Two Sons, by Stephanie Nelson

The parable of the prodigal son is a familiar passage of scripture.  It is the story of a profligate black sheep of a family, who demands his inheritance and strikes out on his own to be the master of his destiny.  A young man who doesn’t seek counsel, or heed the wisdom of elders.  One who, in his youth and inexperience, nevertheless knows...well, everything...and wishes to throw off the restraints imposed by those who love him to suffocation and who don’t understand just how ready he is to take on the world.

There are many incredible lessons to be learned through the study of this parable, including the pursuing, merciful love of Father God who is watching for the return of His child, forgiving and forgetting dishonor, rebellion and transgressions in the same unbelievable moment, and celebrating renewed sonship.  As a proclaimed child of this Father since the age of four, however, I have most often related to the oldest son.  Yes, that’s right, I admit it.  I have often felt a twinge of sympathy for the bitter, unbending brother of the redeemed black sheep.

The earthly father of the parable divided his estate and gave both of his sons their inheritances.  The word “prodigal” actually means “wastefully extravagant; spending resources recklessly”.  The oldest son, dutiful and prudent, took seriously the responsibility of cultivating and prospering the estate assets that were left. He was a man who stewarded his inheritance to bring honor to his father and ensure his own future security.  I can imagine his reaction when he, trudging up from the field after a long day’s work, hears the music and laughter of a party already in progress, and finds out what’s going on.  

“Why didn’t anyone come and get me?  This wheat-fattened calf that’s been slaughtered...who’s paying for that? What in the world is the best ceremonial robe doing on that pig-stinking fellow?  We’ve only got one of those, you know, and I was going to wear it on my wedding day. Who gave you permission to haul out wineskins enough for the entire neighborhood while I was out on the back forty? Who? DAD?

 I can see him now, standing stubbornly outside, thinking oldest-brother, anti-prodigal thoughts.  “Restored to sonship, that’s what’s happened.  That know-it-all punk kid is back, and he wasn’t content to cut this estate in half; he’s going to do it again, because he is wearing the family ring and is once again a joint heir. Wonderful.”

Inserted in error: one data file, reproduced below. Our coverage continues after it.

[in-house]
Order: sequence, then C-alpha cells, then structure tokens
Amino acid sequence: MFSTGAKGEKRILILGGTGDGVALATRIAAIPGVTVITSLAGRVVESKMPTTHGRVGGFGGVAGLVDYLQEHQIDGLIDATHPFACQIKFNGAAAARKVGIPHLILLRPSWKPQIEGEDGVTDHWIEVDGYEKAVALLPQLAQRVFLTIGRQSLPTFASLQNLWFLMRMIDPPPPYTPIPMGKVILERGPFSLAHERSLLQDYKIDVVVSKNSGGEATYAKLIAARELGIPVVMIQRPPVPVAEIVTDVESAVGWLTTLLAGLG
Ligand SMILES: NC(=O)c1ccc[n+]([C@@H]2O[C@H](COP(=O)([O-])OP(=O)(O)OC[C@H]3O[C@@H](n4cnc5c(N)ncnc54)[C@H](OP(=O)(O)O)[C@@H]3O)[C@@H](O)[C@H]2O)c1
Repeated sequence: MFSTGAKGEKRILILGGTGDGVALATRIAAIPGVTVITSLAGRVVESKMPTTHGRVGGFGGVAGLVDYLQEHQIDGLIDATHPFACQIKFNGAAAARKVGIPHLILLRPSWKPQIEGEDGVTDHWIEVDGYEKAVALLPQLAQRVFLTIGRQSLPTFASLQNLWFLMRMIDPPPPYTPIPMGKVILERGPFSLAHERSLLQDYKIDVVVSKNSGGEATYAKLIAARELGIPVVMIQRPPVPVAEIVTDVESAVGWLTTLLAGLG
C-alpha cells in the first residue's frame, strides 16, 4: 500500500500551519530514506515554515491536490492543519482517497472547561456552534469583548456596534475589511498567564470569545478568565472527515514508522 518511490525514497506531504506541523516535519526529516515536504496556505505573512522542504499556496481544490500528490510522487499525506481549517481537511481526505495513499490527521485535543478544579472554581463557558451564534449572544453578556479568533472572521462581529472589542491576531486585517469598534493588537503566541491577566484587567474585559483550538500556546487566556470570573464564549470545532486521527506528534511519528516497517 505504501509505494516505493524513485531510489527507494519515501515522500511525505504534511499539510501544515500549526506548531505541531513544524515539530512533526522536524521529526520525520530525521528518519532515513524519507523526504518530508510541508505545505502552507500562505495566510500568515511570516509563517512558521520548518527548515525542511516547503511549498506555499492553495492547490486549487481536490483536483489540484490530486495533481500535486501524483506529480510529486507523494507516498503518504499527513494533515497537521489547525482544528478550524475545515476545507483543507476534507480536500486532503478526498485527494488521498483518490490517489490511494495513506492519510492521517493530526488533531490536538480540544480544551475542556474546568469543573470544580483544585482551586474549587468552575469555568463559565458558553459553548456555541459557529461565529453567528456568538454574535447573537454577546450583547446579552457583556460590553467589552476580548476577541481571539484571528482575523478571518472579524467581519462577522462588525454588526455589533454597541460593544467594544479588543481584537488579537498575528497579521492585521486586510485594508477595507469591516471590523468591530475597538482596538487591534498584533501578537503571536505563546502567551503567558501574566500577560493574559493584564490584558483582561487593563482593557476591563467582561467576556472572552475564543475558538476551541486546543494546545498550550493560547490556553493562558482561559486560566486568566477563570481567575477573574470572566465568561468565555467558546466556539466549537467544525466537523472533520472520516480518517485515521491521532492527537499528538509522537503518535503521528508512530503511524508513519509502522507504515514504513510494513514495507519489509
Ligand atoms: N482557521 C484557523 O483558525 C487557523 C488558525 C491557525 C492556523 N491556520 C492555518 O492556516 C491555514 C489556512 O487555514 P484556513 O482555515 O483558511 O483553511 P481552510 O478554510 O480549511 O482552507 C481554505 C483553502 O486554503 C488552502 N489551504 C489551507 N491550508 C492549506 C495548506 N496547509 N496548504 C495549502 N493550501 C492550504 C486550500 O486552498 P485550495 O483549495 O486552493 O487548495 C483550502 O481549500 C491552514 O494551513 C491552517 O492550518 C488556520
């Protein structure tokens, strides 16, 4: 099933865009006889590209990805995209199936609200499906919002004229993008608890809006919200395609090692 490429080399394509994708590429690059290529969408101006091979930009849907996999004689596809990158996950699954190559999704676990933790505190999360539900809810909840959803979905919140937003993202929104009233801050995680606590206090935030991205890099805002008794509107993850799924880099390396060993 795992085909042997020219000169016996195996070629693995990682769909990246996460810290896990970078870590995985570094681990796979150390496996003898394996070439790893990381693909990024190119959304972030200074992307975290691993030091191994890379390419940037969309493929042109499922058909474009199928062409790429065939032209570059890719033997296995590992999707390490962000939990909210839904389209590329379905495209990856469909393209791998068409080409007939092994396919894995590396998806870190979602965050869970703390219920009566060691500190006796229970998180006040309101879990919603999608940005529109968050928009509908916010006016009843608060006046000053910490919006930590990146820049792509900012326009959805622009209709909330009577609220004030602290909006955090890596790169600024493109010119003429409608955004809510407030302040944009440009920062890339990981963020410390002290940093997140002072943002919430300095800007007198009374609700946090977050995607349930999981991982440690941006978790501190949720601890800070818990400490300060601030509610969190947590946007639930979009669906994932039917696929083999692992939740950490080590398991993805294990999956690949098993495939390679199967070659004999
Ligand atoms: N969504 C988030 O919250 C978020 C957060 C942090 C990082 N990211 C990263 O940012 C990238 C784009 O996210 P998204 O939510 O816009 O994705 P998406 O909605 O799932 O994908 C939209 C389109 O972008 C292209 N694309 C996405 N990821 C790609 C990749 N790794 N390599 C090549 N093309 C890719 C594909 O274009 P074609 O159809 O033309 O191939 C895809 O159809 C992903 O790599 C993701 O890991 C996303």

During a recent Woman’s Encounter session, I was reminded of what that earthly father said to his understandably irate older son: “Son, you are always with me, and all that I have is yours.” This is the position of a son of the household, an heir.  The youngest brother did not ask for a celebration, a fattened calf, or a ring.  In fact, they were given to him, not because of what he’d done, but in spite of it.  Even though he saw himself as a servant, Father saw him as a son.  The eldest wanted to know why he was never given even a young goat and a party, particularly when he had worked so diligently? Didn’t he deserve reward...payment, even? Payment for service; this is the mindset of a servant of the household.

I so often approach God from a position of servanthood rather than sonship.  If I pray with enough faith, if I confess enough scripture, if I give up the idols in my life, if I fast...then Father will bless me.  He will give me good things, approve of me, celebrate me; it will be a reward, or a payment, for my effort. Even though it was by grace, through faith, that I became His daughter, somehow that process doesn’t apply to everyday life after adoption.    

I can admit to an elder-brother twinge in my gut sometimes when I hear a praise report on Sunday morning; when a brother has received a resource from heaven that I need or long for. It’s a deep-seated, human fear of being overlooked in a family with limited resources, but thank God, I do not need to stand outside the party, worrying about my future or asking “What about me?” I can celebrate, knowing that I’m a joint heir with Jesus, my warrior King and the Lord of all, and my inheritance is a kingdom of limitless resources and unconditional love without end, including approval in spite of, not because of, any works—good or bad—that I lay on the altar.

 “You are always with me, child.  I am always with you.  Everything I have is yours.  Everything.”